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Jerry Seinfeld Laughs Off The Haters

Jerry Seinfeld shrugging his shoulders in movie scene
Image CreditNetflix/Youtube

Seinfeld’s ‘Unfrosted’ shows he still has a gift for building comedy around the most absurd subjects, but critics hate it for others reasons.


This past week, a few dozen students at Duke University walked out on comedian Jerry Seinfeld’s commencement speech in protest of his support for Israel. Accustomed to tough crowds, Seinfeld was unfazed and continued to deliver a funny (apolitical) speech and accept an honorary degree.

Somehow, this was the second time in the past few weeks that Seinfeld upset leftists enough to end up in the news. The first time happened with his promotion of his new movie “Unfrosted.”

Seen from afar, Jerry Seinfeld’s new movie seemed to have all the elements of a funny and entertaining movie. The cast is star-studded, the production is slick and appealing, and the story is light and fanciful. Moreover, the nostalgic setting and wholesome humor made it family-friendly and easy to watch.

And indeed, “Unfrosted” really is a funny, enjoyable escape. Even at 70 years old, Seinfeld still has a gift for the absurd, taking a random topic (in this case, Pop-Tarts) and building up a witty and whimsical world around it. Moreover, it doesn’t preach or push an agenda.

Yet film critics are panning the film. They complain that the jokes are “groaners” and hopelessly out of touch. They fuss about the lack of historical accuracy. And some even go as far as to critique its pro-capitalist message.

It’s important to remember that these are the same critics who lavished praise on unfunny disasters like the Ghostbusters reboot in 2016 and declared that “Abbott Elementary,” an insipid derivative of “The Office,” was ushering in a new golden age in sitcoms. This would suggest that the critics are at least capable of giving the benefit of the doubt to comedies (sometimes too much), knowing the standards of the genre are different.

So what explains this collective condemnation of “Unfrosted”? I think we can guess the answer to this, and it happens to be the same reason a few idiots protested his speech at Duke.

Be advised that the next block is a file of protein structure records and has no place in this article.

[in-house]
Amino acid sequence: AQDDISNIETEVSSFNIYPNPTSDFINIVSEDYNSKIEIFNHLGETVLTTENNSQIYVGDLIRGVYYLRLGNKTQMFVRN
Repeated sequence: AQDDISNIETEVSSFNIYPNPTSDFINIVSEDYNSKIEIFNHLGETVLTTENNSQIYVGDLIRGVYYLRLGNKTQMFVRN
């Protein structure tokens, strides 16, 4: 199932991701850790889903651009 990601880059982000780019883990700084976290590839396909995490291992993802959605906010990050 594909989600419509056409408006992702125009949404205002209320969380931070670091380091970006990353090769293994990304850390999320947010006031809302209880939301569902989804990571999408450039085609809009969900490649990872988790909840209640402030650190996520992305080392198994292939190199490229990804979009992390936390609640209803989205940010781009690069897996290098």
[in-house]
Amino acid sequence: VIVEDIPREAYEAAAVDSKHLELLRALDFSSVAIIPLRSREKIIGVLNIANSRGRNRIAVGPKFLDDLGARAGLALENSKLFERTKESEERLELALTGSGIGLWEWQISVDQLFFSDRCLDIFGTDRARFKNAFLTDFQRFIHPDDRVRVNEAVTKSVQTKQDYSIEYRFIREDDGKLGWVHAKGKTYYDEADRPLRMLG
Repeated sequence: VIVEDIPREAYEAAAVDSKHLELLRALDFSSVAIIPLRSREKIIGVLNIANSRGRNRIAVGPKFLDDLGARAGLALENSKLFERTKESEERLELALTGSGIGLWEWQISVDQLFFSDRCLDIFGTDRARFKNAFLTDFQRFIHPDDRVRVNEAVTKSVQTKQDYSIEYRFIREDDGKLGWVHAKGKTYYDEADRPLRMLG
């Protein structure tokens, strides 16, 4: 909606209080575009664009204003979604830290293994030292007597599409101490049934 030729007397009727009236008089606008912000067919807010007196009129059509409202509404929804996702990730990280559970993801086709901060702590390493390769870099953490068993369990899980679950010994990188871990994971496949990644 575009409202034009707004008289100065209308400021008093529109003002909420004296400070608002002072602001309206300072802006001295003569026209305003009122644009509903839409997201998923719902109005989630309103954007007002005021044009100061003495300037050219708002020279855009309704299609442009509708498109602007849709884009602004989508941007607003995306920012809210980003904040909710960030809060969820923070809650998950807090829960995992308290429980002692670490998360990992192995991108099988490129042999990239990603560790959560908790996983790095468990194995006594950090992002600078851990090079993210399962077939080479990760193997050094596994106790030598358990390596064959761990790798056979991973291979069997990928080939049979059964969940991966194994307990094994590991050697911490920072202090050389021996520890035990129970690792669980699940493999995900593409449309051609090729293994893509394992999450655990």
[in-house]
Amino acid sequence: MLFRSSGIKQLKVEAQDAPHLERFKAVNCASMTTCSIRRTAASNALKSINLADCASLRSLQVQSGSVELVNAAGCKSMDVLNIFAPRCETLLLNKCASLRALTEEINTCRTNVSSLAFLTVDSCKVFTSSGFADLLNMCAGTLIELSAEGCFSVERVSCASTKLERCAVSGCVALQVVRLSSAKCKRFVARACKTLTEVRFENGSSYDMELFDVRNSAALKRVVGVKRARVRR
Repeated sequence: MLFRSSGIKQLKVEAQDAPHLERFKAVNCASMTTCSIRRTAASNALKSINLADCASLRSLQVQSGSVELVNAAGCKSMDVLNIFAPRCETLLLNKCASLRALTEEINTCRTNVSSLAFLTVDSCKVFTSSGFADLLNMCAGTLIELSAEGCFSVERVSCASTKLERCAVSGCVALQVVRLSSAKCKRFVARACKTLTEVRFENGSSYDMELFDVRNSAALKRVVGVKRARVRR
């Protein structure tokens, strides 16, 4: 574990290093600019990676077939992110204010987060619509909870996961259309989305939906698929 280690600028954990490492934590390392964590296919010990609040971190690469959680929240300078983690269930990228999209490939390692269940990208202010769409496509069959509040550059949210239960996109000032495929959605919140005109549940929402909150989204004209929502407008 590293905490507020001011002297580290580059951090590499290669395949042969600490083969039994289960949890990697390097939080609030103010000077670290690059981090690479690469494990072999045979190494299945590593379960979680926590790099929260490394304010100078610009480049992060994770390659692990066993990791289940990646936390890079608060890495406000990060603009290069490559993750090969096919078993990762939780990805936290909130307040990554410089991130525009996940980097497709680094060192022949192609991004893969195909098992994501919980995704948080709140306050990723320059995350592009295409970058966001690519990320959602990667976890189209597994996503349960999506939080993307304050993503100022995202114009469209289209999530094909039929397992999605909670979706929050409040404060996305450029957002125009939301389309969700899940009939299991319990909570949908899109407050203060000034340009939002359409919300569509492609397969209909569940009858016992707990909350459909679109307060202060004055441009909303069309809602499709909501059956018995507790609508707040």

As he was promoting “Unfrosted,” Jerry Seinfeld ruffled some feathers by daring to speak the truth about today’s comedy: “Where is it [mainstream comedy]? Where is it? This is the result of the extreme left and P.C. crap and people worrying so much about offending other people.”

Evidently, this was news for many critics, most of whom happen to identify with “the extreme left.” After Seinfeld’s remarks went viral, an article by critic Stuart Heritage (who even looks like a human wet blanket) articulated the thinking of such critics who might agree that comedy has been in decline but refuses to attribute any of that to woke culture: “One answer might be that people are turning online for faster, funnier, cheaper comedy that appeals directly to their tastes.” He also adds that Jerry Seinfeld is somehow a hypocrite because he’s made millions without getting canceled.

Even if one were to agree with Heritage, all this is beside the point. Sure, most people go online for their comedy, and Seinfeld’s newest movie “isn’t going to appall the delicate sensibilities of very many people at all,” but it’s obvious to everyone who isn’t a humorless leftist that wokeness is at the heart of why comedy has become impossible today.